Personal Aesthetics: In shoes

I’ve been trying to decipher what makes or breaks appeal in women’s shoes ever since I wed. For some reason that men just aren’t able to grasp (I think it’s tied to the static size of the body part in question; Cathy seemed to confirm this last week.), women are infatuated with shoes. Actually, it may be more than an infatuation.

My wife and I engaged in a discussion on aesthetics last weekend on the way back from dropping her crocheted bamboo sculpture off at a show (She won took third place, although she was more giddy about learning how to spin than getting a ribbon and a check.). Topics included shoes and the human form.

On shoes. I recently bought two pairs, one online and one on sale in Kohl’s. I hate buying shoes. I’m cheap out of necessity as much as thriftiness, although I don’t like spending a lot on shoes regardless. That’s limiting right off the bat. It’s also difficult to find my size — which seems to be the most popular size for men — on sale. Further, I really don’t like a lot of shoe design. I don’t like pointy toes. I don’t like square toes. I don’t like a lot of busyness, something that afflicts nine out of ten common tennis shoes in our day and age. I just want an elegant, durable and comfortable piece of footwear. Why does that seem so difficult to come by?

My wife possesses the gender-specific ability to very quickly assess cute factor in a shoe. Within milliseconds of viewing, a particular design will elicit a groan or a cocked head, sweet vocal affirmation and an adorable smile. What I want to know, however, she isn’t always able to quickly enumerate: “What qualities of the footwear’s design is she reacting too?” What makes it good or bad?

Back to my own recent selections. One of them she really likes, the other she quite dislikes (and feels free to tell me so every time I wear them).

This first pictured pair she does like. Apparently they are just loaded with cuteness (oh joy, just what a man wants to slip into every day), although she isn’t fond of the pre-scuffed look on the toes. When pressed for details, she specified that the wide laces are a most definite asset.

This second pair she absolutely does not like. Granted, I am not a fan of the black sole creeping up the toe, and don’t like the material of the black meshiness. She pointed to the mesh as the worst offender of this design. But overall, it’s a solid shoe in my opinion. I did purchase it more for function (no laces, good for cycling) than looks — in fact, this purchase was almost solely functional, although I’d never spend money on something I didn’t agree with aesthetically, so help me God. I suppose that’s a foreign concept to most females?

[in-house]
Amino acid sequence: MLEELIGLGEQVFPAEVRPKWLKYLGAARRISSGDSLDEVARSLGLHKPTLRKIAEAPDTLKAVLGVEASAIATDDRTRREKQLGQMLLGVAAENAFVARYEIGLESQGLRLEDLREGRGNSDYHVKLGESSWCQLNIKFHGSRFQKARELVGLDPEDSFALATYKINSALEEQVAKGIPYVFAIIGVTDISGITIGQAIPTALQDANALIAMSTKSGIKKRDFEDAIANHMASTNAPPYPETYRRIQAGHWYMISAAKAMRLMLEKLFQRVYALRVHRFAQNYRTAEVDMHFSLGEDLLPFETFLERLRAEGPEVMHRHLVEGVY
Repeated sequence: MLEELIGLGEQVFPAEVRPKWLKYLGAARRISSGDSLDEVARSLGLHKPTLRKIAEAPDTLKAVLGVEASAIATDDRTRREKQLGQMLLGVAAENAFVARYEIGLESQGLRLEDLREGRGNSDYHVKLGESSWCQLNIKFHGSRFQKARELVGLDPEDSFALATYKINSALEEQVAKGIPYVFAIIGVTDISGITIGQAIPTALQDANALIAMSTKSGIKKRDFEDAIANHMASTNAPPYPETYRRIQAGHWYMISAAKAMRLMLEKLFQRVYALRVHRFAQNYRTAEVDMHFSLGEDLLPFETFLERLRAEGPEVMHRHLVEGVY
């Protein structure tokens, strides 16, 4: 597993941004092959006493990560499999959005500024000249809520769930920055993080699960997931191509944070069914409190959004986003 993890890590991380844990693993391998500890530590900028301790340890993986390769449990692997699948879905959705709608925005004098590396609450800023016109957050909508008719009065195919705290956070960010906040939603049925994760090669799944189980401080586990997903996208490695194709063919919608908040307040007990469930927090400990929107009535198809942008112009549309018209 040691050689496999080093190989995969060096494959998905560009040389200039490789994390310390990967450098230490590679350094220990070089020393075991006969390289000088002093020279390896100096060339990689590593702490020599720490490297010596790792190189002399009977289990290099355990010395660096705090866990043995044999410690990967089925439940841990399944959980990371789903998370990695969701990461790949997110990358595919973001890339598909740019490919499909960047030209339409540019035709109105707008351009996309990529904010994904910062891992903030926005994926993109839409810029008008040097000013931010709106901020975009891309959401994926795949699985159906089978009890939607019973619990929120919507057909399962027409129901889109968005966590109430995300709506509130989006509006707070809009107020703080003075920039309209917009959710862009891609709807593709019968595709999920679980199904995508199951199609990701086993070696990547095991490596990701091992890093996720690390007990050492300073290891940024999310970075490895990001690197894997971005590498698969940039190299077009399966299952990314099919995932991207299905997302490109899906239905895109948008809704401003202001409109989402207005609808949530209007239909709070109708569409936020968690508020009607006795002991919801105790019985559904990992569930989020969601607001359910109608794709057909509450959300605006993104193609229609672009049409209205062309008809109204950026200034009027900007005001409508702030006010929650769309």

The debate here revolves around personal aesthetics as much as anything. Both my wife and I groan constantly when we troll the shoe departments. We inevitably end up suggesting the worst pumps or boots or sandals we can find to each other for a good laugh. It’s amazing to me the hideous concoctions people try and peddle in the realm of footwear. But it’s also amazing that such things keep getting made. If there weren’t a market (i.e., an aesthetic) for the 95% of shoes my wife and I love to deride they’d quit making the things.

Apparently there are enough varied visual values to warrant the continued production of 10 million new female shoe styles a day though. I don’t have a source for that number; it’s just my estimate.

Adding: At lunch my wife reminded me that I was going to post this in order to create a forum where she and others could interact with respect to the shoes in question, and any others under the sun. So please feel free to comment on why you do or don’t like the pictured footwear . . .


About pcNielsen
Paul Nielsen founded The Aesthetic Elevator late in 2005. He owns a piece of paper, located somewhere in his house (not on the wall), stating that he earned a B.F.A. from the University of Nebraska around about 2001. While there, he studied studied architecture, graphic design and ceramics, graduating with a degree in studio art. Paul presently serves as communications manager for a small non-profit doing their print design and marketing. He spends as much time sculpting in his studio as possible — which is not nearly enough. Visit his website at

2 Responses to Personal Aesthetics: In shoes

  1. jbjanknegt says:

    I guess your young enough that your feet don’t hurt. Wait until you have to factor in shoes that give you good arch support and fit your heel snugly, then try to find some that are aesthetically pleasing as well. Good luck!!

    I like the first pair of shoes… kind of like the old Converse low tops. I had lots of Converse in many colors. My daughter, now thinks Converse are cool. She has a pari of black high tops. They have zero arch support, though.

    I have a pair sort of like the second ones. Brown sued with the black creeping up over the toe. Mine don’t have the meshy part which does detract in my opinion.

    I just wore out a pair of Justin Roper work Boots that I wear around the artfarm. Man, they were like wearing slippers. I miss them greatly. I bought a new pair of work boots but still haven’t gotten them broken in good.

    I also had a pair of Van’s skateboard shoes that were very cool and comfortable and lasted forever. I’d like another pair of those.

  2. pNielsen says:

    The ones on the top are not all that comfortable. It is odd to me that they don’t build in better arches to canvas shoes. But, ya know, they were only $13.

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